‘Amazing’ Roman hoard placed on display in Museum of London

UKTV History

A collection of late Roman vessels has been placed on temporary display at the Museum of London.

Discovered in Drapers Garden in the capital by Pre-Construct Archaeology, the hoard provides an important insight into daily life in Roman London.

Items found during excavations at the site in the heart of the City of London include wine buckets, copper alloy vessels, dishes, cauldrons, jugs, ladles, a bear’s skull, human remains and a Roman door. Many of the vessels were found inside a fourth century AD well and a number of them are in excellent condition.

Work was carried out by archaeologists after a 1960s tower was demolished and finds from the site are now on public display and being analysed by experts as part of the post-excavation work.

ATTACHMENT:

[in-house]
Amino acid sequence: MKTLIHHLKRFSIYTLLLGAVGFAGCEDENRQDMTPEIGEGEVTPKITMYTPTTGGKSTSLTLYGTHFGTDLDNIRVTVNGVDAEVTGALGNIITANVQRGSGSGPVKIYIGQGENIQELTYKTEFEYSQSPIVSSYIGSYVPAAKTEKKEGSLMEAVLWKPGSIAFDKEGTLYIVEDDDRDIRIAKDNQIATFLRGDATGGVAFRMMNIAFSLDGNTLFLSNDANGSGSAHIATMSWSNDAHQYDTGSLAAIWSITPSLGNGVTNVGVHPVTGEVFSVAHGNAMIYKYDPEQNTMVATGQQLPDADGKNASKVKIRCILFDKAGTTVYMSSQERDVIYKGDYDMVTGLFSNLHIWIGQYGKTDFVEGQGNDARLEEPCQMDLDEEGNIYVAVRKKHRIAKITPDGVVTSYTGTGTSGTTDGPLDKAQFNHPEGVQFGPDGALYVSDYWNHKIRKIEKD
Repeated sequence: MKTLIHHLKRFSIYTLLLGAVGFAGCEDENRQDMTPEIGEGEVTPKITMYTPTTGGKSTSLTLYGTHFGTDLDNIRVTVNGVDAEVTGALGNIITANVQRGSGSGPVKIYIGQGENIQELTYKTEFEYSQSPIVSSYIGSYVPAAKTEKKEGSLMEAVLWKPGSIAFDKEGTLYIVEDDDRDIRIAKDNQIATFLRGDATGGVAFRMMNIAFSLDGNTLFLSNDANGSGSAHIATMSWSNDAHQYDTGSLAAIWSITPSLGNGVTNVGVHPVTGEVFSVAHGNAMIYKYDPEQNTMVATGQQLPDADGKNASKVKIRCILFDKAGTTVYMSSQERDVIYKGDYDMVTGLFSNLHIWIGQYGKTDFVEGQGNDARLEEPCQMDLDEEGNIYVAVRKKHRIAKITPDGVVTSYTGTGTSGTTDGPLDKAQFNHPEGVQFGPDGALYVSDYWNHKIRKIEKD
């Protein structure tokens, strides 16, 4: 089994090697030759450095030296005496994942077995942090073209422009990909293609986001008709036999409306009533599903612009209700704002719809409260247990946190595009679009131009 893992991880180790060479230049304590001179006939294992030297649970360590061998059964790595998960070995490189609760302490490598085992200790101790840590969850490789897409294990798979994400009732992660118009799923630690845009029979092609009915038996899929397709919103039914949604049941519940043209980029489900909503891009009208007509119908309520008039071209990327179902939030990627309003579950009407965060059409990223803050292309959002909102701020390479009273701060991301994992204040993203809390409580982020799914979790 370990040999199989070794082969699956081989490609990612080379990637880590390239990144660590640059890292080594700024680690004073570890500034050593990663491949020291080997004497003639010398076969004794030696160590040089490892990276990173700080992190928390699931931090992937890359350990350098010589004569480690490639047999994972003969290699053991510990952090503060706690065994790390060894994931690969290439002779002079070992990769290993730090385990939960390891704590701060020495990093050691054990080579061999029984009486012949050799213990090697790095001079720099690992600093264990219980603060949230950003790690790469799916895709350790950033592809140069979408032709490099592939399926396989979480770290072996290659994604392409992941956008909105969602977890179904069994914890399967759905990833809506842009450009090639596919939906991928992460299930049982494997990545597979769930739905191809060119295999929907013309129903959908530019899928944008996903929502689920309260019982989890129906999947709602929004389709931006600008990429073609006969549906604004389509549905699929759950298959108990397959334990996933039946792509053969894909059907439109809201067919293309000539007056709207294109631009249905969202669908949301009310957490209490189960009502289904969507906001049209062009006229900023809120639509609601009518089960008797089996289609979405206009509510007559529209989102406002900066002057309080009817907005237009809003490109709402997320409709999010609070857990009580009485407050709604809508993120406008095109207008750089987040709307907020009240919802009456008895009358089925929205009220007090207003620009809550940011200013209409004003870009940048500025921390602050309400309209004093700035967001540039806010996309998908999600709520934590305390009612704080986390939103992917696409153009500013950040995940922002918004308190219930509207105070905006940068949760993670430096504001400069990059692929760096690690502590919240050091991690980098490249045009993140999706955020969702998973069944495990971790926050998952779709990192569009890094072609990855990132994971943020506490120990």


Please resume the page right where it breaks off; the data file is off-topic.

Jenny Hall, curator of Roman London at Museum of London, commented: “These finds are amazing. In size and scale they are simply unprecedented. Nothing like this has ever been found from London before, or anywhere else in Britain.”

Meanwhile, a collection of Roman artefacts and coins found in Norfolk by a metal detectorist will remain in the county following the award of a £26,800 grant from the Heritage Lottery Fund (HLF) to the Norfolk Museums and Archaeology Service.

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